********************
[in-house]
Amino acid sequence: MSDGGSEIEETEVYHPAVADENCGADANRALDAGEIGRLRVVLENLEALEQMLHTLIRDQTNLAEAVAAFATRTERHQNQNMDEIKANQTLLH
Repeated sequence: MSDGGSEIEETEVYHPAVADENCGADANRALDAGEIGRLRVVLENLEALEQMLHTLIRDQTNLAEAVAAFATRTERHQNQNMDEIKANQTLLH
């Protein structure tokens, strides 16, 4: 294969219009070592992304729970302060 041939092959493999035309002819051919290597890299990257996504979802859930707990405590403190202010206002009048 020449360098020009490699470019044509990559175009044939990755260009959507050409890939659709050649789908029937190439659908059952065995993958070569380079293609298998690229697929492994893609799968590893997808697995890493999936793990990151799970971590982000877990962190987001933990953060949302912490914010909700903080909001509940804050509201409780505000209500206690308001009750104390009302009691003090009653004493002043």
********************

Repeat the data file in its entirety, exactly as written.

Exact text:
[in-house]
Amino acid sequence: MSDGGSEIEETEVYHPAVADENCGADANRALDAGEIGRLRVVLENLEALEQMLHTLIRDQTNLAEAVAAFATRTERHQNQNMDEIKANQTLLH
Repeated sequence: MSDGGSEIEETEVYHPAVADENCGADANRALDAGEIGRLRVVLENLEALEQMLHTLIRDQTNLAEAVAAFATRTERHQNQNMDEIKANQTLLH
């Protein structure tokens, strides 16, 4: 294969219009070592992304729970302060 041939092959493999035309002819051919290597890299990257996504979802859930707990405590403190202010206002009048 020449360098020009490699470019044509990559175009044939990755260009959507050409890939659709050649789908029937190439659908059952065995993958070569380079293609298998690229697929492994893609799968590893997808697995890493999936793990990151799970971590982000877990962190987001933990953060949302912490914010909700903080909001509940804050509201409780505000209500206690308001009750104390009302009691003090009653004493002043």